This study, titled “Bubbles for Fama,” was published earlier this year by the National Bureau of Economic Research. Its authors are Robin Greenwood, a finance and banking professor at Harvard Business School and chair of its Behavioral Finance and Financial Stability project; Andrei Shleifer, an economics professor at Harvard University; and Yang You, a Ph.D. candidate at that institution.

The researchers defined a bubble as a sharp price run-up over a two-year followed by at least a 40% drop over the subsequent two years. When the price run-up is 100% or more, they found the probability of a crash becomes 50%. When focusing on price run-ups of at least 150%, that probability becomes 80%. As price run-ups become even bigger, a crash becomes “nearly certain.” (See chart.)

To put those thresholds in context, consider that bitcoin’s runup over the last two years is nearly 2,500%. That’s more than 10 times greater than the threshold the researchers found was associated with a “near certain” subsequent crash.

To be sure, the authors focused on the stock market in their study, not crypto-currencies. But I nevertheless am confident that their conclusions apply to bitcoin too, since they analyzed nearly a century’s worth of historical data, both in the U.S. and in foreign stock markets as well, and found broadly similar conclusions regardless of the time period or the country.

They furthermore were unable to find any evidence that the probability of a crash was dependent on any fundamental factors. That’s a crucial detail, since many of bitcoin’s true believers insist that the fundamental case for bitcoin is unique, and that therefore historical precedents don’t apply. Yet every prior bubble was accompanied by similar claims of historical uniqueness. (Can you say “dot-com bubble”?)

It’s often said that the four most dangerous words in investing are “this time is different.” Bitcoin investors in particular should not forget that.

For more information, including descriptions of the Hulbert Sentiment Indices, go to The Hulbert Financial Digest or email mark@hulbertratings.com.

Garrison Keillor Accused Of ‘Inappropriate Behavior,’ Minnesota Public Radio Says

Garrison Keillor, the creator and former host of A Prairie Home Companion, has been accused of inappropriate behavior, according to Minnesota Public Radio, which has announced it is cutting ties with Keillor and his production company.

In a statement released Wednesday, the NPR member station says it learned of the allegations in October and has retained an outside law firm to investigate them. That investigation is ongoing.

Keillor no longer hosts A Prairie Home Companion, the show indelibly tied to his name, but continued to produce The Writer’s Almanac. Both shows are widely carried by public radio stations across the country, with The Writer’s Almanac airing on WILL-FM.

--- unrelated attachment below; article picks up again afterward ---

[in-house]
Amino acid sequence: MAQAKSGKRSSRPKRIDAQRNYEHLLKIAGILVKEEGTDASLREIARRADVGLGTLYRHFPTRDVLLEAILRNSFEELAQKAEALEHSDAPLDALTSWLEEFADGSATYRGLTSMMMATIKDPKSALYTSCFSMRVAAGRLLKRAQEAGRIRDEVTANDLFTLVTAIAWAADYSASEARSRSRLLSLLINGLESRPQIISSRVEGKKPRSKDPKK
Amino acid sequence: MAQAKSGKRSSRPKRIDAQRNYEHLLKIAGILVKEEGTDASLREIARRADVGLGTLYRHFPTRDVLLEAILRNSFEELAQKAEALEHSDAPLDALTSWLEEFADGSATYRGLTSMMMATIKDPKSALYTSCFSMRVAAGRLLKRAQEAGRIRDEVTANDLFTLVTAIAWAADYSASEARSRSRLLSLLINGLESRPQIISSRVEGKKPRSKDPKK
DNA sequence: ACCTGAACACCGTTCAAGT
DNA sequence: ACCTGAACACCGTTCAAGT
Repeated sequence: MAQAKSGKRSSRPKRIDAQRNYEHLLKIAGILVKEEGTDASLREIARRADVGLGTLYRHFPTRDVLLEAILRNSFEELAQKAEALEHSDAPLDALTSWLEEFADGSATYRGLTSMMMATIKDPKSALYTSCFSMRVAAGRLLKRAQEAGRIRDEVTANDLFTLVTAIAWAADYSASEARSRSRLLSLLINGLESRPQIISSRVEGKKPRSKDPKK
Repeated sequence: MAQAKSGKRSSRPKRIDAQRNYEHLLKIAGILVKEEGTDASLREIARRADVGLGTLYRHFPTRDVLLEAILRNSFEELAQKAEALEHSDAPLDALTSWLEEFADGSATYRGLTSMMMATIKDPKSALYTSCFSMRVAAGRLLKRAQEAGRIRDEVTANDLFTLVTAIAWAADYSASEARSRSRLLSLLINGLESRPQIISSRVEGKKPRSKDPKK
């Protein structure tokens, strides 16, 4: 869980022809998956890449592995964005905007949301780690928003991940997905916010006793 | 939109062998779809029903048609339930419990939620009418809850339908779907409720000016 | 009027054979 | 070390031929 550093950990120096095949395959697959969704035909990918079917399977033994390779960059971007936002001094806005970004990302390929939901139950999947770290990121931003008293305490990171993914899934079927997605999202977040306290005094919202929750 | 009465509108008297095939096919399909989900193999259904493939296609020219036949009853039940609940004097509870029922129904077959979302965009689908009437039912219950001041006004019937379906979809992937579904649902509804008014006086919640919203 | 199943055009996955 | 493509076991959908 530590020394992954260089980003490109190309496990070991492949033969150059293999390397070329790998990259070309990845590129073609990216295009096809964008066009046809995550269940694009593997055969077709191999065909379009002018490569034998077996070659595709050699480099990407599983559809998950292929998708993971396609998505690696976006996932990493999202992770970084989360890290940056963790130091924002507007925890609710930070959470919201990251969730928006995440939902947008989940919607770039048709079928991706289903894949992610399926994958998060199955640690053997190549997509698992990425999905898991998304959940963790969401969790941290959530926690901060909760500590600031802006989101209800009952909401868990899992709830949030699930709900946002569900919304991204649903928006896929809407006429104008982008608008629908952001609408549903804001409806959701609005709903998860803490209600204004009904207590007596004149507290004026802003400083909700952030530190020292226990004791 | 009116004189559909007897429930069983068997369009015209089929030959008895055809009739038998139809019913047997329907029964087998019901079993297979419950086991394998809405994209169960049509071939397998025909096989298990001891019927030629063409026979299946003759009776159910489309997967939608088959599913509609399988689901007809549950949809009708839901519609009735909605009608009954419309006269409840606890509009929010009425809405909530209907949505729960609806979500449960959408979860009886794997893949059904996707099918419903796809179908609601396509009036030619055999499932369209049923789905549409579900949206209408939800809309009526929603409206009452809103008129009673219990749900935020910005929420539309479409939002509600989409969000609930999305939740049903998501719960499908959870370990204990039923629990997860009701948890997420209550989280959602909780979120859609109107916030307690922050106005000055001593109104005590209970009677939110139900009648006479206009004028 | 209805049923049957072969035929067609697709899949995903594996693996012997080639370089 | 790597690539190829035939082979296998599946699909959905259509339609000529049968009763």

MPR says in its statement that it will no longer distribute Writer’s Almanac, and it will stop rebroadcasting The Best Of A Prairie Home Companion. In addition, new episodes of A Prairie Home Companion — now hosted by Chris Thile — will be given a new name.

The allegations “relate to Mr. Keillor’s conduct while he was responsible for the production of A Prairie Home Companion,” MPR says. “Based on what we currently know, there are no similar allegations involving other staff.”

“Garrison Keillor has been an important part of the growth and success of MPR, and all of us in the MPR community are saddened by these circumstances,” Jon McTaggart, the president of MPR, said in that statement. “While we appreciate the contributions Garrison has made to MPR and to all of public radio, we believe this decision is the right thing to do and is necessary to continue to earn the trust of our audiences, employees and supporters of our public service.”

Keillor told The Associated Press that MPR cut ties with him over “a story that I think is more interesting and more complicated than the version MPR heard.”

On Tuesday, The Washington Post published an op-ed by Keillor in which he defended Sen. Al Franken, accused of forcibly kissing a radio host and groping another womanduring a photo, against calls for his resignation.

“On the flight home, in a spirit of low comedy, Al ogled Miss [Leeann] Tweeden and pretended to grab her and a picture was taken. Eleven years later, a talk show host in LA, she goes public, and there is talk of resignation. This is pure absurdity, and the atrocity it leads to is a code of public deadliness,” Keillor wrote. “No kidding.”

Allegations of misconduct — specifically, of sexual harassment — have caused a number of prominent men to lose their jobs in recent weeks, including two top editors at NPR.

Earlier Wednesday, NBC News announced that longtime Today host Matt Lauer had been fired over a complaint about “inappropriate sexual behavior in the workplace.”